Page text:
That said: the Note Pro is an amazing tool for artwork and productivity in its own right.

The key is navigating Android’s minefield of applications and separating the quality apps from junk. Another factor is improving the tablet’s included S-Pen. (Which I will outline.) With the best creative software Android has to offer, the experience of sketching and drawing on the Note Pro is very good. A few apps manage to achieve a low enough latency that the feel rivals last-generation tablet PC’s. (For example, I find drawing to be similar to a Motion Computing LE1600 Tablet PC of 2007 vintage.) Compared to the LE1600 (and most last-gen Tablet PCs) the Note Pro is light as a feather. So to achieve near the same level of drawing performance in a lighter package (relatively speaking) is a major plus. Also, keep in mind the bang-for-buck mobile applications give you. Many quality applications can be had for $3-$5. Quality desktop applications usually start much higher, and can skyrocket into the thousands  Samsung includes $25 in Google Play Store credit with the Note Pro, so you can go shopping for some of the apps you will need on their dime.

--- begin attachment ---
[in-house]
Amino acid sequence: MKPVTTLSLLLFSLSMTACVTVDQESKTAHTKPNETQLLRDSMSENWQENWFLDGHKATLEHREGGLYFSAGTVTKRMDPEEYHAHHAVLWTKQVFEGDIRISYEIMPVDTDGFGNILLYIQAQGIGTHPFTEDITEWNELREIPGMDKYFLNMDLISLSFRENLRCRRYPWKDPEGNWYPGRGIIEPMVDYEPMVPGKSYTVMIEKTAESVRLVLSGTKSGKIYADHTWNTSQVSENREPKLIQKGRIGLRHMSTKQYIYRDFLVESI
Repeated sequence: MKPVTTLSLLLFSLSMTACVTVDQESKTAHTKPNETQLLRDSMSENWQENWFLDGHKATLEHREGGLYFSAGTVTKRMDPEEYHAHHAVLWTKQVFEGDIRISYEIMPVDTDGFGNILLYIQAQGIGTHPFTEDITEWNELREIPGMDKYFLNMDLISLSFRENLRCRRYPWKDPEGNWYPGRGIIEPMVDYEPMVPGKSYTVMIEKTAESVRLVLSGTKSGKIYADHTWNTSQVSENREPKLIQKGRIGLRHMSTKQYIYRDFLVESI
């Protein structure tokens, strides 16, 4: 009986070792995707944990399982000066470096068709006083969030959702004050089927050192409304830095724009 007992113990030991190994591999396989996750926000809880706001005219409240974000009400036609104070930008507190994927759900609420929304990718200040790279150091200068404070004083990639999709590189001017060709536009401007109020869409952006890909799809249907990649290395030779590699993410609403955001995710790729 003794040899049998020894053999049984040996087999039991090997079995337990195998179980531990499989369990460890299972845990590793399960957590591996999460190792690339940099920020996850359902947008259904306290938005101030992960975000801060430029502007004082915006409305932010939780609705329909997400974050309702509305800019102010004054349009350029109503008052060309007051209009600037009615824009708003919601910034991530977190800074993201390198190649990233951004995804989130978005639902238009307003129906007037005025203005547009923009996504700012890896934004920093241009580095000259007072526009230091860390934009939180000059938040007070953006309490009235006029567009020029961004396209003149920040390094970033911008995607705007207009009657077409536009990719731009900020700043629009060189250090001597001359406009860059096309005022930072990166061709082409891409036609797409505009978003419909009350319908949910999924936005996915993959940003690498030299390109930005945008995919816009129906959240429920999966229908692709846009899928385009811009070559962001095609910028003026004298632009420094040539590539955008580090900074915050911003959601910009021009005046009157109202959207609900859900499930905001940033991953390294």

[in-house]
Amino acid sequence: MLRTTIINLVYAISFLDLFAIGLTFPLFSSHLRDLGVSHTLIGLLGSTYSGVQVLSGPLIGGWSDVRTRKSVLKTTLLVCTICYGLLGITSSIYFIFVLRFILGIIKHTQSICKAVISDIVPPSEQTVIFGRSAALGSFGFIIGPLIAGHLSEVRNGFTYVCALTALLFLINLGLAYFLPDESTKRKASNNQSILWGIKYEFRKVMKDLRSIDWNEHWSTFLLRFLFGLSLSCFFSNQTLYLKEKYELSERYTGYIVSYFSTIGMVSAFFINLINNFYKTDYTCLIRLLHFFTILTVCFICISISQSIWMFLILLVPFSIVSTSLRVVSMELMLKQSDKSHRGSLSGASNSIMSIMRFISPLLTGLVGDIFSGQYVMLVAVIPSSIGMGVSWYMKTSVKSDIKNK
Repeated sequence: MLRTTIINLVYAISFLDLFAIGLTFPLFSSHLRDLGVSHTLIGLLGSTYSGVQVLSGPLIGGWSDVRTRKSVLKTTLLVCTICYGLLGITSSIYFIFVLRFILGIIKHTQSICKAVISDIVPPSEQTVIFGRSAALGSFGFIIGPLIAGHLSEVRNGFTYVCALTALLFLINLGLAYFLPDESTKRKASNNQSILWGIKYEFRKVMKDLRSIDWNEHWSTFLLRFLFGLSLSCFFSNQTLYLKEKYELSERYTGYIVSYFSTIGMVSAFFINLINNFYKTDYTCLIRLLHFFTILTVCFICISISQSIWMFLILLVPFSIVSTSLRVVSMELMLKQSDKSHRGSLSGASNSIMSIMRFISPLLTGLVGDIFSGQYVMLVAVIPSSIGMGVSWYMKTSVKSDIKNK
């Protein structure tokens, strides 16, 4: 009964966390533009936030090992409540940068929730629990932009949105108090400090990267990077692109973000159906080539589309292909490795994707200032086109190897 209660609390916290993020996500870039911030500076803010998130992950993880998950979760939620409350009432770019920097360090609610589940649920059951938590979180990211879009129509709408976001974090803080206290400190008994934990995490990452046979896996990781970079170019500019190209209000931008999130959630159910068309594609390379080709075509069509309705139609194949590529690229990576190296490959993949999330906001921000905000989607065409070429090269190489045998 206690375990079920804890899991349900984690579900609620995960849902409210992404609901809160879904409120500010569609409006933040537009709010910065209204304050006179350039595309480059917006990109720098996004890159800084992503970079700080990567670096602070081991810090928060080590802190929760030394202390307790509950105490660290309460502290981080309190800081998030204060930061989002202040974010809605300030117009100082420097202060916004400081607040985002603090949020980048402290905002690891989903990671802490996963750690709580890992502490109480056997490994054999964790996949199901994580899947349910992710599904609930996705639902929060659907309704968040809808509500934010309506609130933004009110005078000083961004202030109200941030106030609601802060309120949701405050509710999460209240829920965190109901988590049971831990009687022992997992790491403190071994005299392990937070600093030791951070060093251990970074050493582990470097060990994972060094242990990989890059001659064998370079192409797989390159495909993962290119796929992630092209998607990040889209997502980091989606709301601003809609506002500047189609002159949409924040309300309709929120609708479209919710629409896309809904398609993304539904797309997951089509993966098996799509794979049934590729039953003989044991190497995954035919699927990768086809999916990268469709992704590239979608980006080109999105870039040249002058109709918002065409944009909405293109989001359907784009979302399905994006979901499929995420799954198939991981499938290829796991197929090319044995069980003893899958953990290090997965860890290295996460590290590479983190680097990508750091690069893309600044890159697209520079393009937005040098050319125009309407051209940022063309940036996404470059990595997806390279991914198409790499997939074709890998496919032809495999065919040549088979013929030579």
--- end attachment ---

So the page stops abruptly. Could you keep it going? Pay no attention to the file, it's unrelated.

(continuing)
Here’s a list of a few of my favorite Android apps for use on the Note Pro:


Autodesk Sketchbook for Galaxy (Included)


 Included with the Note Pro. Don’t bother to install SketchBook Pro for Android in place of it, according to Samsung these are virtual identical apps, but Sketchbook for Galaxy includes some under the hood fine-tuning that’s specific to the Galaxy Note and S-Pen hardware.